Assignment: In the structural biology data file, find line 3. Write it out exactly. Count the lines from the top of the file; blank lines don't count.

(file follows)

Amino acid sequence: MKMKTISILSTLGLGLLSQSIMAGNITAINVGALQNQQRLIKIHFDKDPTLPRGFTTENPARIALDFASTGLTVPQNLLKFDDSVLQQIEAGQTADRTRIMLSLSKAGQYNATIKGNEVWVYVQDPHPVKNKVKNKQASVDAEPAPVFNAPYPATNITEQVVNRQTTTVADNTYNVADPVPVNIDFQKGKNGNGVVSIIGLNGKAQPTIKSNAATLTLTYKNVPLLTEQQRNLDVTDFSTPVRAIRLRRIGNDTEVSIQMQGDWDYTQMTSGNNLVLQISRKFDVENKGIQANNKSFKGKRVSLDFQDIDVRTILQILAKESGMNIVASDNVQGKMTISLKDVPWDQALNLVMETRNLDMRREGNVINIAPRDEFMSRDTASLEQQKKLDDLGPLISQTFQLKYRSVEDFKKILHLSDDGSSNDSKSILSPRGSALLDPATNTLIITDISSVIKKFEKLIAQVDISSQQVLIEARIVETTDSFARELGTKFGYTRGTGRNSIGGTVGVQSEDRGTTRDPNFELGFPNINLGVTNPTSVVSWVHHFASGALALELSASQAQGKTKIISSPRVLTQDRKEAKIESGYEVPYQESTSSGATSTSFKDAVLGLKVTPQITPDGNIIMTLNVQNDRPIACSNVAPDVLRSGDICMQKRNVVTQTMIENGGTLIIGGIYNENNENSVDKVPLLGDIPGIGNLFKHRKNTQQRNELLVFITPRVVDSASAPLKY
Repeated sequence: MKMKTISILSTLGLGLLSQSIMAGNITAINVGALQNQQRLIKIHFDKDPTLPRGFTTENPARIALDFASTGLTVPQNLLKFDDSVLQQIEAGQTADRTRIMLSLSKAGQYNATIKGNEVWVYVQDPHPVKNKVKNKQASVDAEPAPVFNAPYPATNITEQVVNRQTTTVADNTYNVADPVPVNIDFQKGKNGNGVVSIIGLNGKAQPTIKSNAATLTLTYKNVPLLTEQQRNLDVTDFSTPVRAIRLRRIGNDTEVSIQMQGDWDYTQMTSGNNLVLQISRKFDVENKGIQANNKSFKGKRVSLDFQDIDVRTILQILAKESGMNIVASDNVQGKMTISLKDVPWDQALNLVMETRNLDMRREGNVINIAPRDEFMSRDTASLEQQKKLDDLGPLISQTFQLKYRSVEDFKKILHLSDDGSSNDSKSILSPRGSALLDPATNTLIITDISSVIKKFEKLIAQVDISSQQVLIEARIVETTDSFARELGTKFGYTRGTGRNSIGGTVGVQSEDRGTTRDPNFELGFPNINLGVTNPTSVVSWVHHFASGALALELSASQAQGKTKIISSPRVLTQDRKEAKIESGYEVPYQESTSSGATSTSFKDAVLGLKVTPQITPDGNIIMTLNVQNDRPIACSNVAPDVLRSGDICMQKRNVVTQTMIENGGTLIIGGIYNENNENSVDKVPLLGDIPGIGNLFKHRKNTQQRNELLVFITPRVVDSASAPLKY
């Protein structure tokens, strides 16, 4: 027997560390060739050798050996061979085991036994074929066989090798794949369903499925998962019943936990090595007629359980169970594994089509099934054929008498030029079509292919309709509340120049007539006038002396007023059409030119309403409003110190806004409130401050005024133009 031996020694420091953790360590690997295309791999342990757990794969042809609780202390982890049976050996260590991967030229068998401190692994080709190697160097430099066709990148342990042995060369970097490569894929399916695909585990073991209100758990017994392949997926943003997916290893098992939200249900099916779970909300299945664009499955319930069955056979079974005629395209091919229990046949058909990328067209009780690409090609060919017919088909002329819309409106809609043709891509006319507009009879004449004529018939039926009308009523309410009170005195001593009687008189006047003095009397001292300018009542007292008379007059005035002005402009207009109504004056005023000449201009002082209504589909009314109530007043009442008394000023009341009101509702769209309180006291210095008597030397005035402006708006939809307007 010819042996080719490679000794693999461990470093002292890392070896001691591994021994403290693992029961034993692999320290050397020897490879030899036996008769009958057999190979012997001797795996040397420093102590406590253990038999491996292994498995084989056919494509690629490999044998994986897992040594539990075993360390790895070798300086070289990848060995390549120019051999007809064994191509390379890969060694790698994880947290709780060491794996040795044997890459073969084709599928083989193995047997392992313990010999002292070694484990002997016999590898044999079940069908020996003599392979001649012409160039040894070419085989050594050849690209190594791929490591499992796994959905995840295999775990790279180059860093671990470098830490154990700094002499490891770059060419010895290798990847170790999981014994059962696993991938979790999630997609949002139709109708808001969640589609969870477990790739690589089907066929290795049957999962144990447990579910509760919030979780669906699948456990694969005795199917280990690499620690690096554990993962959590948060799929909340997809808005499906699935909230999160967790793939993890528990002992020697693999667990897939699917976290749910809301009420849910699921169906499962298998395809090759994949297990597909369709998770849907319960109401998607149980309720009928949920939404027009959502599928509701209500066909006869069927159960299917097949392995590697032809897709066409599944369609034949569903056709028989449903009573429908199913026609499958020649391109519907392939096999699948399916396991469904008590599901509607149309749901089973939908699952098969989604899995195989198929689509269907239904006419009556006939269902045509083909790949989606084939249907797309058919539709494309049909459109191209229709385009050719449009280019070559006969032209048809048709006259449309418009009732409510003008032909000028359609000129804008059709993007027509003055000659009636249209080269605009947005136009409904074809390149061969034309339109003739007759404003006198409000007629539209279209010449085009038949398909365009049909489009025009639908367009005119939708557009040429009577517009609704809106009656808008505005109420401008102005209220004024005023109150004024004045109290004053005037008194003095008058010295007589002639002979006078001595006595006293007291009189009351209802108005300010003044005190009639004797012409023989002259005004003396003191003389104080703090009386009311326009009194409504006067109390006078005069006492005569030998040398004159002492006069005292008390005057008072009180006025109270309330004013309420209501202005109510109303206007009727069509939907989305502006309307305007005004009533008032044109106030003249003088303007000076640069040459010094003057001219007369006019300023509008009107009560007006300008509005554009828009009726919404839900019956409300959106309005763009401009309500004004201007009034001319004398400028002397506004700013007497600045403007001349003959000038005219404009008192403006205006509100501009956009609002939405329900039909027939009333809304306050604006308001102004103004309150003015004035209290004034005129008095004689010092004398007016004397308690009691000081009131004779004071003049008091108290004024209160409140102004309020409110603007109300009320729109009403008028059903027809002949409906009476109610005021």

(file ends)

């Protein structure tokens, strides 16, 4: 027997560390060739050798050996061979085991036994074929066989090798794949369903499925998962019943936990090595007629359980169970594994089509099934054929008498030029079509292919309709509340120049007539006038002396007023059409030119309403409003110190806004409130401050005024133009 031996020694420091953790360590690997295309791999342990757990794969042809609780202390982890049976050996260590991967030229068998401190692994080709190697160097430099066709990148342990042995060369970097490569894929399916695909585990073991209100758990017994392949997926943003997916290893098992939200249900099916779970909300299945664009499955319930069955056979079974005629395209091919229990046949058909990328067209009780690409090609060919017919088909002329819309409106809609043709891509006319507009009879004449004529018939039926009308009523309410009170005195001593009687008189006047003095009397001292300018009542007292008379007059005035002005402009207009109504004056005023000449201009002082209504589909009314109530007043009442008394000023009341009101509702769209309180006291210095008597030397005035402006708006939809307007 010819042996080719490679000794693999461990470093002292890392070896001691591994021994403290693992029961034993692999320290050397020897490879030899036996008769009958057999190979012997001797795996040397420093102590406590253990038999491996292994498995084989056919494509690629490999044998994986897992040594539990075993360390790895070798300086070289990848060995390549120019051999007809064994191509390379890969060694790698994880947290709780060491794996040795044997890459073969084709599928083989193995047997392992313990010999002292070694484990002997016999590898044999079940069908020996003599392979001649012409160039040894070419085989050594050849690209190594791929490591499992796994959905995840295999775990790279180059860093671990470098830490154990700094002499490891770059060419010895290798990847170790999981014994059962696993991938979790999630997609949002139709109708808001969640589609969870477990790739690589089907066929290795049957999962144990447990579910509760919030979780669906699948456990694969005795199917280990690499620690690096554990993962959590948060799929909340997809808005499906699935909230999160967790793939993890528990002992020697693999667990897939699917976290749910809301009420849910699921169906499962298998395809090759994949297990597909369709998770849907319960109401998607149980309720009928949920939404027009959502599928509701209500066909006869069927159960299917097949392995590697032809897709066409599944369609034949569903056709028989449903009573429908199913026609499958020649391109519907392939096999699948399916396991469904008590599901509607149309749901089973939908699952098969989604899995195989198929689509269907239904006419009556006939269902045509083909790949989606084939249907797309058919539709494309049909459109191209229709385009050719449009280019070559006969032209048809048709006259449309418009009732409510003008032909000028359609000129804008059709993007027509003055000659009636249209080269605009947005136009409904074809390149061969034309339109003739007759404003006198409000007629539209279209010449085009038949398909365009049909489009025009639908367009005119939708557009040429009577517009609704809106009656808008505005109420401008102005209220004024005023109150004024004045109290004053005037008194003095008058010295007589002639002979006078001595006595006293007291009189009351209802108005300010003044005190009639004797012409023989002259005004003396003191003389104080703090009386009311326009009194409504006067109390006078005069006492005569030998040398004159002492006069005292008390005057008072009180006025109270309330004013309420209501202005109510109303206007009727069509939907989305502006309307305007005004009533008032044109106030003249003088303007000076640069040459010094003057001219007369006019300023509008009107009560007006300008509005554009828009009726919404839900019956409300959106309005763009401009309500004004201007009034001319004398400028002397506004700013007497600045403007001349003959000038005219404009008192403006205006509100501009956009609002939405329900039909027939009333809304306050604006308001102004103004309150003015004035209290004034005129008095004689010092004398007016004397308690009691000081009131004779004071003049008091108290004024209160409140102004309020409110603007109300009320729109009403008028059903027809002949409906009476109610005021």